Numbers 35, headquarters District of Oregon, and arrived here on the 6th instant, having been five days on the road.
J. S. RINEARSON,
Major, Commanding Detachment.
HEADQUARTERS DISTRICT OF WESTERN ARIZONA,
Tucson, Ariz. Ter., August 9, 1862.
Lieutenant B. C. CUTLER,
First Infantry California Volunteers,
Actg. Asst. Adjt. General, Column from California:
SIR: The mail from San Francisco, &c., arrived last Wednesday morning, the 6th instant, and I have been anxiously waitig for an express from the commanding general to learn the arrangmeents made to have the mails carried toward the Rio Grande. I have not heard from Lieutenant Guirado for ten days, though I wrote to him on the 3rd instant fora report of what his instructions were about remaining at the crossing of the San Pedro. Nothing is known to me about how long he was to remain there. It will require a large escort to insure the safety of any one going or coming the route to the Rio Grande. Now, of course I am no judge of the condition of affairs, and had not until to-day any force to spare to send an express on, for it was not until yesterday morning that Captain Green'es company (G), First Infantry California Volunteers, arrived from Fort Yuma. (Aggregate strength of company present, sixty-eight.) The number of privates for duty in Captain Ford's company (E), Fifth Infantry California Volunteers) is only twenty-six. I have heard from Mr. Solomon Warner, of this place, that a vessel loaded with Government stores was lost at the mouth of the Colorado River recently. I have no official notice of it, but Warner had a letter from Mr. Sylvester Mowry stating as a fact that the vesselw as lost. If it be so, it must have been one of two vessels expected by Lieutenant Barrett to arrive about the 20th ultimo. I beg that I may be informed what arrangements are made in regard to vedettes hence to the Rio Grande. None of the trains have arrived from Fort Yuma as yet. The Apaches are gettig very bold here. They have been tracked near the mill, and some private animals are missing. I had one trail followed to the Canada del Oro. In counting his mules Captain Davis discofers several missing, but how or when they left or were taken is not explained. They are guarded so as to be secure at night, but it is almost impossible to keep some from straying in the thickets in the daytime when grazing.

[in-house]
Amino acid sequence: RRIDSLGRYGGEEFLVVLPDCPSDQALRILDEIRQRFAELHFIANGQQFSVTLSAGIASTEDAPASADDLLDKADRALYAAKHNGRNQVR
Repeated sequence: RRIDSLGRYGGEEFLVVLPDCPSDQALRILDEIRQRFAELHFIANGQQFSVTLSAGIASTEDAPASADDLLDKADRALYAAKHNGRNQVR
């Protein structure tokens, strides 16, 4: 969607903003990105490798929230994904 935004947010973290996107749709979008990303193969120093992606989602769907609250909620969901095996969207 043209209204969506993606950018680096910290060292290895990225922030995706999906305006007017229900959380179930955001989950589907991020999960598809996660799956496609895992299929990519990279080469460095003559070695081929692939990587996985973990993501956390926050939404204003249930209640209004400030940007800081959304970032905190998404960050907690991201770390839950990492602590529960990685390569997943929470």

I am, sir, very respectfully, your obedient servant,
Major, First Cavalry California Volunteers, Commanding.
SPECIAL ORDERS, HDQRS. HUMBOLDT MILITARY DISTRICT, Numbers 110.
Fort Humboldt, August 9, 1862.
I. Lieutenant Colonel J. N. Olney, Second Infantry California Volunteers, is especially charged with the protection of that portion of the military district lying north and east of Redwood Creek and as far south as the head of that creek, and with the conduct of military operations therein. For that purpose, in addition to the garrison at Fort Gaston, Companies F and G, Second Infantry California Volunteers, now stationed at Fort Anderson and Camp Lincoln, respectively, are placed under his orders.